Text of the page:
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Few Oregonians gobble up locally-grown turkey
11/21/2012

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The distinct sound of gobbling turkeys in Oregon has generally grown silent the past 20 years as a once-thriving commercial agriculture industry has left the state:



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While there are a few locally-grown birds sold to niche market consumers this year, most Oregonians will sit down to a Thanksgiving dinner featuring a turkey produced in California, Utah, or Minnesota. Jim Hermes is a poultry specialist with Oregon State University Extension. He says the state’s turkey industry pretty much went away by 1993:

HERMES:  “A few years ago, that industry did suffer a bankruptcy brought on by a number of problems. Probably the most visible problem was a recall from the plant just prior to Thanksgiving, and there was a recall of some 70-thousand birds or something, and really, the industry couldn’t recoup from that.”  :17



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Oregon, at one time, produced about two and a half million turkeys, but has now deferred to other turkey producing states that are closer to feed sources. Any chance for an industry revival in Oregon is unlikely:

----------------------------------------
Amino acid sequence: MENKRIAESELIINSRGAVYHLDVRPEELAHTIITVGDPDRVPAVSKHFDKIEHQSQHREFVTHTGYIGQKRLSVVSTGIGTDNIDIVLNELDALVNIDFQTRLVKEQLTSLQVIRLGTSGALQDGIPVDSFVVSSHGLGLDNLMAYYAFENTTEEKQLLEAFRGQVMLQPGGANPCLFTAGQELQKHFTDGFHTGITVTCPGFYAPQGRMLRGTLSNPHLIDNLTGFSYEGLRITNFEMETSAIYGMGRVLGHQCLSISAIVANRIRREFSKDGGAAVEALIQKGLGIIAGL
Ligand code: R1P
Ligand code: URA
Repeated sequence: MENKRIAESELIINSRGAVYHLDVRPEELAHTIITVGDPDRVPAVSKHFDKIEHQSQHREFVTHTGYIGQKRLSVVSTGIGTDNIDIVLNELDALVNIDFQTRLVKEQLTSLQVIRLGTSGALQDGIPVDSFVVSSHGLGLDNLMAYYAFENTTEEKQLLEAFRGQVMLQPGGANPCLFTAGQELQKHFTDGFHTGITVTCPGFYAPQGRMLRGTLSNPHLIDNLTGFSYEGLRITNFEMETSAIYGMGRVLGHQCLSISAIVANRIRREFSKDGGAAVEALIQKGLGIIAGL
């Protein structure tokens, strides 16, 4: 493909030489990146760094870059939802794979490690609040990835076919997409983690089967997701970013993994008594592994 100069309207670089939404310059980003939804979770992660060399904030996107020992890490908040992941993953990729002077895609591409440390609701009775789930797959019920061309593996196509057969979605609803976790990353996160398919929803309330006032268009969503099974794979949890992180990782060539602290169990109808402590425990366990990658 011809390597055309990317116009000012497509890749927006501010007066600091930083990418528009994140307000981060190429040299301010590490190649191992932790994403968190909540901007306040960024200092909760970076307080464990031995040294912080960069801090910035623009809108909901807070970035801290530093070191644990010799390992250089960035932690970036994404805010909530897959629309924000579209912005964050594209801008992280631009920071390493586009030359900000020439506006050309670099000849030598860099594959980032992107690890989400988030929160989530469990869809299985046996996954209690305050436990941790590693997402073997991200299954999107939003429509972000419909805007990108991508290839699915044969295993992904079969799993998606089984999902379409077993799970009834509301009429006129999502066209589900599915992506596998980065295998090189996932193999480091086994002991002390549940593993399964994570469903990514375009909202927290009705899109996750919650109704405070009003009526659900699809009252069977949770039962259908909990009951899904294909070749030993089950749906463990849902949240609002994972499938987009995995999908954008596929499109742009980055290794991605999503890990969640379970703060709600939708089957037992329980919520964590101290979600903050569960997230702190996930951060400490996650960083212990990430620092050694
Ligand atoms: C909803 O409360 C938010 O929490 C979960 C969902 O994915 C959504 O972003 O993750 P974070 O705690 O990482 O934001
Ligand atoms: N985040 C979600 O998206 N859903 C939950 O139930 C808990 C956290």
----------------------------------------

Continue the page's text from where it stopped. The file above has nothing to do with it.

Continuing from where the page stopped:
HERMES:  “Certainly, there is interest by some consumers that want to buy that local product. Whether or not there is a large scale industry group that wants to move into Oregon, that’s probably not the case.”  :11



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This year, a few small-scale producers are specializing in offering organic, pasture raised, or so-called heritage turkeys. But the large scale production is a thing of the past– a rarity for a state like Oregon which boasts such a large number of commodities. In Salem, I’m Bruce Pokarney.



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HERMES says Oregon once grew 2.5 million turkeys, but times have changed, even though it is still possible to purchase a locally-grown bird:

“There is no commercial production anymore– large scale producers. We do have some small producers with a handful of birds on a relative scale, that grow birds primarily for consumers that order the, they are processed specifically for those consumers as a primarily a Thanksgiving kind of product.”  :17



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HERMES says even though Oregon consumers may want to buy local products, it is unlikely that the commercial turkey industry will return to its glory days:

“There have been some inquiries as to having some breeder flocks here in the state, which would produce hatching eggs. Normally when that occurs, there might be a few folks that will pop up that will want to grow commercial birds. Our primary problem is we don’t have a place to process. We don’t have a slaughter plant.”  :18



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